Voters like the fact that the centre of gravity of an Independent is the local electorate. They welcome the fact that very little career advancement is possible for their local MP, unless it is to take a position above party politics as Speaker, like Richard Torbay, from Armidale, has done in the New South Wales Legislative Assembly. They don't mind having a local representative without aspirations to climb the greasy pole to become a minister.
If their local Independent member just happens to fluke a balance of power position then that is a bonus. But the essence of the support for an Independent increasingly demonstrated by a minority of voters stems from more local and high-minded aspirations.
Emeritus Professor John Warhurst is an adjunct professor of political science at the Australian National University and the Flinders University of South Australia. He is a columnist with The Canberra Times.
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15 September 2008
Sometimes I am amazed at the apparent foresight of unappreciated writers like Moira Rayner who wrote, in 1997's Rooting Democracy - Growing the Society We Want, that the manifest failures of the Westminster parliamentary mechanism would inspire the people with community links to force the once-solid two-party system to crack apart. The recent squaddles in the NT, NSW and WA just prove that no matter how its holders start, power always corrupts.
15 September 2008
You don't have to be an independent to
exercise the balance of power in certain situations to the benefit of the electorate.
Peter Kavanagh, the single DLP member in the Victorian Parliament has had the deciding vote in more than 20 upper house matters in less than two years.
The Melbourne Age on 24 August reported that Kavanagh has made the upper house a better place.
15 September 2008
Prof Warhurst makes excellent points in this article. To my mind, independents have gained an enormous amount of credibility in the eyes of Australian voters because of the hard work, integrity and intelligence of the late Peter Andren.
15 September 2008
The value of independents as Prof. Warhurst points out is that they are outside the political system. I am amazed how candidates from the major parties seem so electorate oriented before the election to appear completely party oriented after the election.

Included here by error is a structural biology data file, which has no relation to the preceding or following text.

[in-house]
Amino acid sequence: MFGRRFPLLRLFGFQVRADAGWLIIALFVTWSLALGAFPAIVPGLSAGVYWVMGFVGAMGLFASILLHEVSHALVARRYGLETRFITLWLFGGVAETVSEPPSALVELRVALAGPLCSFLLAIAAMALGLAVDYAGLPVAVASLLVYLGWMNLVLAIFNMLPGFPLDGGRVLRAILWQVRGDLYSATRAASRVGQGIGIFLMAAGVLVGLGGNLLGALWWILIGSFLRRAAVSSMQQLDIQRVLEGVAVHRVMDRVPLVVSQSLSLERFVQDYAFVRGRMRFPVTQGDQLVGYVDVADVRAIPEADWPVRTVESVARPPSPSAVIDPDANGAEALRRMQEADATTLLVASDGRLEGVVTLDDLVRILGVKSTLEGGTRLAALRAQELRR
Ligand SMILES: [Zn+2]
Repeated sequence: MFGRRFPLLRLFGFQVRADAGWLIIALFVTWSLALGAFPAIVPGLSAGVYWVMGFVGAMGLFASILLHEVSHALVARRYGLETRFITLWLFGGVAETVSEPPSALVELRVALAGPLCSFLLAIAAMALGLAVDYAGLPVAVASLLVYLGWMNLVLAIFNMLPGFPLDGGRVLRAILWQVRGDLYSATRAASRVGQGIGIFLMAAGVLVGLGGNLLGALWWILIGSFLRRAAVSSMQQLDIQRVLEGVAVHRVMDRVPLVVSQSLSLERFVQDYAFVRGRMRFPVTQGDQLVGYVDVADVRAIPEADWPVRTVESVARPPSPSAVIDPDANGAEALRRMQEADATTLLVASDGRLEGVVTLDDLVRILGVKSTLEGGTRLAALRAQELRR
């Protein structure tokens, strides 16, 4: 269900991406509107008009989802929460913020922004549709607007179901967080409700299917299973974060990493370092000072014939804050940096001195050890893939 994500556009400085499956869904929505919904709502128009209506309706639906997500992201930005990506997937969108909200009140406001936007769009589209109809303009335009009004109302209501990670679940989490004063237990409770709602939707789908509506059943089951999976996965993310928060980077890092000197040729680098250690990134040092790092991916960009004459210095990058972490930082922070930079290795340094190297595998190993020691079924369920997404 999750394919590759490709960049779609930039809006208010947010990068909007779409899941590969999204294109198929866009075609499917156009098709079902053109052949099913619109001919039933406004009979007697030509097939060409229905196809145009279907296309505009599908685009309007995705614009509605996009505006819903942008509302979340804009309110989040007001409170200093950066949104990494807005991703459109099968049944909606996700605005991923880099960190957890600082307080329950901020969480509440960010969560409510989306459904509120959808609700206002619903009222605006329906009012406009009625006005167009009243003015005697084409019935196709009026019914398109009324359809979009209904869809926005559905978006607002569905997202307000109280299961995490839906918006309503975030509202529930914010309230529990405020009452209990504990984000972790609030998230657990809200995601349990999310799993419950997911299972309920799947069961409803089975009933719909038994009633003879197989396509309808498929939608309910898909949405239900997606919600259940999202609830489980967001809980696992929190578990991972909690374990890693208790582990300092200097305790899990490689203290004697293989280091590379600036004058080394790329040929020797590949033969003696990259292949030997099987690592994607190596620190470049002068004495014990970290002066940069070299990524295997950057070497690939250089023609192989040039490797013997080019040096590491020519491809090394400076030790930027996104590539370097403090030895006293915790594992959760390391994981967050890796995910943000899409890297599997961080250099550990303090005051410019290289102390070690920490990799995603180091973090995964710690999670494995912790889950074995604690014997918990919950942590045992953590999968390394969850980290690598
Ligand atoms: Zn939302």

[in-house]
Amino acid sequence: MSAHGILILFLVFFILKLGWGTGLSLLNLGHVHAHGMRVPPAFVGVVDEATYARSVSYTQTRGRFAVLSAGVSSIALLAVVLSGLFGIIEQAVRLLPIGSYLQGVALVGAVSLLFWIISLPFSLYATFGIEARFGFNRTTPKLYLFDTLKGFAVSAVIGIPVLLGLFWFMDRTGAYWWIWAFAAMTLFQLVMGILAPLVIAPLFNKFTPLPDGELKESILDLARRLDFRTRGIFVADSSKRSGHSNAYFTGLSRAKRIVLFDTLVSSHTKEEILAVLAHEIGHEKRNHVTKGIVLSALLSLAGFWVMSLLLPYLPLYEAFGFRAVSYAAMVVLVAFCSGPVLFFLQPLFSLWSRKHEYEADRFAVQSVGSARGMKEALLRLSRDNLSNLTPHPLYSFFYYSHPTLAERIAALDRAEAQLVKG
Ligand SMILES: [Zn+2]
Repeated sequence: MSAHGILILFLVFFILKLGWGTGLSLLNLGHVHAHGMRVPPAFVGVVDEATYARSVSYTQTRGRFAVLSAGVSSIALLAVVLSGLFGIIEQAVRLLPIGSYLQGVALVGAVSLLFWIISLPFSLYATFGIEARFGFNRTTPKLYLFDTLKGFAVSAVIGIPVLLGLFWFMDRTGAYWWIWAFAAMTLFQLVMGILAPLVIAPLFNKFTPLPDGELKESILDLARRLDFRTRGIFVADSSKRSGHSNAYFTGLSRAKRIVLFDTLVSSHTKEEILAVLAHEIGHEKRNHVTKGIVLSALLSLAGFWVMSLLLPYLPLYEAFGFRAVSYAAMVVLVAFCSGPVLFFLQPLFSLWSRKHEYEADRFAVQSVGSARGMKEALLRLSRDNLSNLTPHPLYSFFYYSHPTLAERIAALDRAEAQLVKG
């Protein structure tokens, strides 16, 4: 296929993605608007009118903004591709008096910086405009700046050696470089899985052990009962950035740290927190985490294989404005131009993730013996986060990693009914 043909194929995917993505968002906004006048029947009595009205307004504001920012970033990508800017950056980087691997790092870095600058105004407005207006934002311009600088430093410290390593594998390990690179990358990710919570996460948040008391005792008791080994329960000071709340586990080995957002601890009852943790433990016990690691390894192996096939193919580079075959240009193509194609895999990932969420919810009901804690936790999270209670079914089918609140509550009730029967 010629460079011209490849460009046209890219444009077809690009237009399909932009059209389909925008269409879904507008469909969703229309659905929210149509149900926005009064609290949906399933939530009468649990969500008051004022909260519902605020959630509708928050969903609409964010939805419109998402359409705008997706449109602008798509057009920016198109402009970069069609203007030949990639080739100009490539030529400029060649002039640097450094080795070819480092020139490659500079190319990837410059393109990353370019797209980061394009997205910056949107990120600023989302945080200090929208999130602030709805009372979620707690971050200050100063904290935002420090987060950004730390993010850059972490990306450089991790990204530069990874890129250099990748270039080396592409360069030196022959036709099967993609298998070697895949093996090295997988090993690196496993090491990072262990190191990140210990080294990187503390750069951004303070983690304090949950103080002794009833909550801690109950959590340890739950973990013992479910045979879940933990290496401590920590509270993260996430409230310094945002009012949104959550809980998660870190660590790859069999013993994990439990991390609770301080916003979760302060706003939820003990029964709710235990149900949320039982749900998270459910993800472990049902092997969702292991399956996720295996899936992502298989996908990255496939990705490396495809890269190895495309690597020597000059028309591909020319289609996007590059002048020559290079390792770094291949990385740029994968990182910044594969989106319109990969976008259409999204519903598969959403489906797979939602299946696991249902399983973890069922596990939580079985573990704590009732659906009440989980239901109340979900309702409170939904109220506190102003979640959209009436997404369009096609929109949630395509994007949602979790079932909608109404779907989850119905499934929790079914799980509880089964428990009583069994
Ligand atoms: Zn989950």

I have long felt members of parliaments from the major parties represent themselves and their parties. The constituents are a long way behind. Only independents offer a real representation of the individual electorate. There are exceptions but these are few.
we seem to be in the era of the professional politician who views their place in parliament as some deserved privilege that the population has to support and they are free to act as they please without reference to the electorate.
16 September 2008
True independents, like Bob Katter and Tony Windsor who have broad community support from their electorate are one thing; micro-party candidates like Steve Fielding and Peter Kavanagh who owe their election to questionable preference deals are another.
Katter and Windsor I can trust, even if I don't agree with their positions; Fielding and Kavanagh are wild cards, loose cannons, and are unlikely to have any enduring positive effect on parliament.
Fielding's petulant rejection of the increase in luxury car tax is an example of irresponsibility.
John W McQualter
16 September 2008
When is an independent not an independent? When the person is of 'advanced prejudice' (e g wowsers etc) or when the person has a 'one track mind'.
When is an independent an independent? When he is, as used to be described by Australians, a 'ratbag'!
A person of decided views on a range of subjects and prepared to argue their views carefully and with rationality.